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PDtax, Certified Public Accountant (CPA)
Category: Tax
Satisfied Customers: 4024
Experience:  35 years tax experience, including four years at a Big 4 firm.
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I have an LLC to Corp conversion. The LLC currently has Assets

Customer Question

I have an LLC to Corp conversion. The LLC currently has Assets of Cash and Receivables totaling $260,000 and Liabilities of Credit cards and payables of $278,000 creating a negative equity of $18,000. This is where my issue come from. The negative Retained Earnings are from prior years losses. When i convert to the Corp how do i treat this negative $18,000?

From my understanding i can't start a Corp with negative Retained earnings so i am at a loss.

Also when a conversion like this takes place how do you put capital stock on the books. it would be a credit to stock and a debit where? do i need to make a receivable and if so does it stay on the books for all time?
Submitted: 4 years ago.
Category: Tax
Expert:  PDtax replied 4 years ago.
Welcome to the site. I will be helping you today.

I assume the LLC had multiple owners, and the losses were passed through to them already. That means there is not negative Retained Earnings, but negative balances in their equity accounts.

If the owners had sufficient basis and/or were at risk, they could deduct their losses personally. This creates negative capital accounts, but not negative retained earnings. Retained earnings is zero.

Since the entity remains the same, I would allocate the original capitalization as the value of the stock issued, and the loss passthroughs as "prior year LLC losses passthroughs" or similar language.

I hope this answers your questions. If you need anything more, please ask. Thanks from Just Answer.
Customer: replied 4 years ago.

Yes you are correct, negative capital accounts. by original capitalization you mean what? there are 5 owners 1 put in money the rest did not. Their negative capital has come from prior losses to the LLC


Expert:  PDtax replied 4 years ago.
So, when this started, let's say one party put in $50, the other four got their ownership for $0. That is their original basis in their ownership.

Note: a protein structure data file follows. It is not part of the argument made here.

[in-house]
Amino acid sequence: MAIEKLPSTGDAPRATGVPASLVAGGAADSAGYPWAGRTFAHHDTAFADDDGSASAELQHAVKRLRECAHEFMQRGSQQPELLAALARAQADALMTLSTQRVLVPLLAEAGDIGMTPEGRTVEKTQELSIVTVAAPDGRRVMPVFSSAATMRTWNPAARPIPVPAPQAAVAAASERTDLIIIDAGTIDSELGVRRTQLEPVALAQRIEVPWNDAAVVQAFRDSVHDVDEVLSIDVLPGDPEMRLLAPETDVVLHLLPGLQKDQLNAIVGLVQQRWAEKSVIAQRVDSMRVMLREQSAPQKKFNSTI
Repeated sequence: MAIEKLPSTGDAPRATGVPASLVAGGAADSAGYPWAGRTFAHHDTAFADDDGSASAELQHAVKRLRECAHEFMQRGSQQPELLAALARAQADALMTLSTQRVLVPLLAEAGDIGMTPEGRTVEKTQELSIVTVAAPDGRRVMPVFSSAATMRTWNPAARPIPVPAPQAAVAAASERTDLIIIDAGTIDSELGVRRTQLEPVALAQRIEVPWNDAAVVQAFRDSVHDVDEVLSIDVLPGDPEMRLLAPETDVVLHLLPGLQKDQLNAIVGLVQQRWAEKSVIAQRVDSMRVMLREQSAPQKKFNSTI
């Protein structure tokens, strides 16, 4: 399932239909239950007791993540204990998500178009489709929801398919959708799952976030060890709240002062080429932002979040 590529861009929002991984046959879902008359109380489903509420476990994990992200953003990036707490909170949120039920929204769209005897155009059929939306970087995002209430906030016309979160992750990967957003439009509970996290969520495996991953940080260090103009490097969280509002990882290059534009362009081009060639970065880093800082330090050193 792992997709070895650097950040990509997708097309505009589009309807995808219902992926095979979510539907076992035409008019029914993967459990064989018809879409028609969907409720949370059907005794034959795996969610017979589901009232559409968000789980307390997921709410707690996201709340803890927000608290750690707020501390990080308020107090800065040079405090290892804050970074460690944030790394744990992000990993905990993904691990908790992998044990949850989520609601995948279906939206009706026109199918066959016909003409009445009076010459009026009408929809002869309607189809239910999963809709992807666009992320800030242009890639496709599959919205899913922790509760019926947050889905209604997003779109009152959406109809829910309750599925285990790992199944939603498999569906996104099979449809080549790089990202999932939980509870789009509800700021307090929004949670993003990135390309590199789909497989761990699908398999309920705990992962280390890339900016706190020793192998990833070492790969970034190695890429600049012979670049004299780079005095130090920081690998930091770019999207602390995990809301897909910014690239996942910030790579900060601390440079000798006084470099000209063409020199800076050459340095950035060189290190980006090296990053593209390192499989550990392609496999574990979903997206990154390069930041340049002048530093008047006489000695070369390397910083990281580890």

Let's say there was $80 in losses, split evenly. After the distribution of losses, one member had basis of $34, the other four had -$16 each. Let's also say that all 5 had basis or at risk to use the losses.

Now as an S corp, the equity section might look like this:

Stock - Owner A 50
LLC distributions (A) 16
Stock - Owners B,C,D,E 0
LLC distributions (B, C, D, E) 64

for -$30 in the equity section.

No negative retained earnings, and the books make sense.

Hope this helps. Thanks again from Just Answer.
Customer: replied 4 years ago.

How do you account for the actuall stock issuance though. say they got 1000 shares of $.1 par value. you would need stock of 100 and what would the other side be?


Also the books don't make sense, can't a corp not have negative capital

Customer: replied 4 years ago.
Relist: Incomplete answer.
Customer: replied 4 years ago.
Relist: Answer quality.
Customer: replied 4 years ago.
Relist: Answer came too late.
Expert:  Lev replied 4 years ago.

Hi and welcome to Just Answer!

According to your last statement - the answer came too late.

Please verify if you still need the answer.
If not - you may simply close the question.

Expert:  PDtax replied 4 years ago.
Hi again from Just Answer. PDtax back after a few hours at the office.

Your corp can have negative capital at conversion. The prior losses were passed through to the owners. Their basis in the stock, both inside and outside, is negative, except for the owner who put $ in.

This is probably a temporary situation, since 2012 income/loss will be hitting these accounts in a few months. The negative equity accounts are ok and can be reported as such.

If this answers your question, please leave positive feedback, and thanks from Just Answer. If you need more information, please ask, but I will be away from JA until some time this evening.

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